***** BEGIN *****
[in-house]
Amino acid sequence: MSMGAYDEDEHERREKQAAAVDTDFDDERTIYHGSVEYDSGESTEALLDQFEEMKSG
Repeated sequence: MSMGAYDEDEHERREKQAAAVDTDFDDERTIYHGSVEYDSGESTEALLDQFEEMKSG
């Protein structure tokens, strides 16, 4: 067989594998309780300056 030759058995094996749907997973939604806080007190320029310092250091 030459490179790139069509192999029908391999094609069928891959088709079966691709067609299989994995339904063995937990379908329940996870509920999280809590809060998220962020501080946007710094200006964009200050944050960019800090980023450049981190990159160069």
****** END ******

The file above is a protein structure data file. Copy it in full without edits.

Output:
[in-house]
Amino acid sequence: MSMGAYDEDEHERREKQAAAVDTDFDDERTIYHGSVEYDSGESTEALLDQFEEMKSG
Repeated sequence: MSMGAYDEDEHERREKQAAAVDTDFDDERTIYHGSVEYDSGESTEALLDQFEEMKSG
């Protein structure tokens, strides 16, 4: 067989594998309780300056 030759058995094996749907997973939604806080007190320029310092250091 030459490179790139069509192999029908391999094609069928891959088709079966691709067609299989994995339904063995937990379908329940996870509920999280809590809060998220962020501080946007710094200006964009200050944050960019800090980023450049981190990159160069």